The 5th Largest Continent
More than 98 percent of Antarctica is covered with ice
When someone takes an Antarctic cruise, they need to keep in mind that there are no guarantees as to how far they will get due to the prevailing weather and ice state. Some of the expeditions will actually make a Zodiac landing on the continent, but passengers have to be flexible and realise that sometimes such a landing just may not be possible due to the ice conditions encountered as one gets closer and closer to the South Pole.
The draw of a cruise to Antarctica is the unlimited number of natural wonders that you will see. Huge icebergs floating around the ship, many with elephant and fur seals resting on them, other marine life, such as penguins and seabirds, whales and other sea mammals found nowhere else in the world is what makes this region attractive to the more adventure seeking travellers.
A cruise to Antarctica could last three weeks or longer. Most originate in Ushuaia in Argentina, as well as a few other South American ports. The ships used for these expeditions are the smaller specially equipped vessels. Rarely will a large “mega cruise ship” make the trip simply because they are not equipped to handle the dangerous icy conditions to be found in the region.
Since the ships will be smaller, you can’t expect a traditional cruise experience complete with onboard casino and disco. Instead what you will find is lots of highly educated, adventure seeking passengers such as yourself, who are onboard to appreciate the beauty of the natural environment and the wonders they will be seeing each and every day. Usually a naturalist will accompany the group, and he/she will give plenty of lectures on such subjects as Antarctic history as well as the natural history of the region.
Antarctica expeditions will generally cost a bit more, especially when you consider the distance you will more than likely need to fly to get to the ship but you will view some of the last unspoiled vestiges of nature, in their natural beauty that is unsurpassed by anything in our daily experience. A cruise to Antarctica and its surrounding regions can truly be a life changing event.
Paradise Harbour is considered Antarctica’s most beautiful location. It is one of the best places for watching glacial calving. This describes the moment when a large block of ice breaks off from a glacier and crashes into the sea to form an iceberg. Even when this spectacular event is not occurring, the area is one of outstanding beauty with its surrounding glaciers and snow covered peaks reflected in the water. Sunset at Paradise Harbour is a wonderful sight to behold. During the summer the sun does not actually set, but as it gets lower in the sky it lights up the snow covered glaciers to create a truly beautiful scene. Visitors can explore the harbour in a small inflatable rubber raft known as a Zodiac. Powered by an outboard motor and able to seat up to a dozen passengers, it is perfect for viewing the glaciers from a low-lying perspective. They also enable visitors to get to places that the cruise ships cannot go. Besides the Zodiac visitors can also tour the harbour in a kayak.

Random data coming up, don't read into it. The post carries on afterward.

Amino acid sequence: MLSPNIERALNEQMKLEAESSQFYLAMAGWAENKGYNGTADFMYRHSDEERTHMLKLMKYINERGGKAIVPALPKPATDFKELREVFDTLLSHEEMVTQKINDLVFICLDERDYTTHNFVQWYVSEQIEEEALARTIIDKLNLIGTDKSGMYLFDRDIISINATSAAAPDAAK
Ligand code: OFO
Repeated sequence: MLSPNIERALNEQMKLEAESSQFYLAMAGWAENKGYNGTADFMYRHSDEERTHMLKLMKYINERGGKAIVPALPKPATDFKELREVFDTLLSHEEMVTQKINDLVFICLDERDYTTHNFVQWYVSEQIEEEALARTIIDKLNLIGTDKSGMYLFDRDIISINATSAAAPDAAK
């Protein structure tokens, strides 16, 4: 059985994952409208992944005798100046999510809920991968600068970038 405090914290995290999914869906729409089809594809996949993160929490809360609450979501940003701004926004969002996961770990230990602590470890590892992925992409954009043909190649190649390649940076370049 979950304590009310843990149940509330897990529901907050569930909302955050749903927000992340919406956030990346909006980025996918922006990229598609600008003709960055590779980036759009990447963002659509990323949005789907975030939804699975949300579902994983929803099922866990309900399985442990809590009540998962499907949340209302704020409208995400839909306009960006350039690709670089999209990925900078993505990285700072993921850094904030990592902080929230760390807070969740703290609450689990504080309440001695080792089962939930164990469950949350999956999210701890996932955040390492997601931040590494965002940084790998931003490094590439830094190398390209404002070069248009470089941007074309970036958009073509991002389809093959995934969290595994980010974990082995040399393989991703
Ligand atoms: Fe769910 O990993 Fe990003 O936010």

The Lemaire Channel runs from False Cape Renard to the north through to Cape Cloos down in the south. It is one of Antarctica’s top attractions. The most spectacular stretch is located between the mainland Antarctic Peninsular and Booth Island. The strait is 11 km long and 1,600 metres wide at its narrowest point. It was first discovered by a German expedition in 1873-74, but it was a Belgian expedition in 1898 that first traversed it. It is named after the Belgian Congo explorer Charles Lemaire.
Its steep cliffs and iceberg-filled passage give it a beauty that has earned it the nickname of Kodak Gap. Its protected waters are as still as a lake, making it ideal for cruising. Visitors should be warned that the passage can become blocked by icebergs in the early part of the season. At the northern end of Lemaire Channel are two snow-capped twin peaks known as Una’s Tits which are also a popular photo opportunity for tourists.
Deception Island is an active volcano in the South Shetland Islands, near the Antarctic Peninsula. It is one of the most intriguing islands in the world with a unique landscape comprised of mysterious steaming beaches, magnificent glaciers and barren volcanic slopes. The island is horse-shoe shaped, with a flooded caldera. This volcanic depression connects to the sea via a narrow channel at Neptune’s Bellows, forming a natural harbour. This makes the island one of the few places in the world where ships can sail into the centre of a volcano. The island has an area of 98.5 square kilometres and over half of this area is covered by permanent glaciers. It is classed as an active caldera with a significant risk of volcanic activity. A volcanic alert scheme is used to indicate whether a volcanic eruption is expected or not. Green indicates that the volcano is dormant while red indicates that a major eruption is in progress or expected within the next 24 hours. The island has been claimed by Britain, Chile and Argentina and each of these countries has operated a research station on the island.
The climate of Deception Island is polar maritime with a mean annual air temperature of -3 degrees Centigrade. Temperatures range from +11 degrees centigrade to -28 degrees Centigrade. However, around the fumaroles and geothermal waters the temperature can reach 70 degrees Centigrade.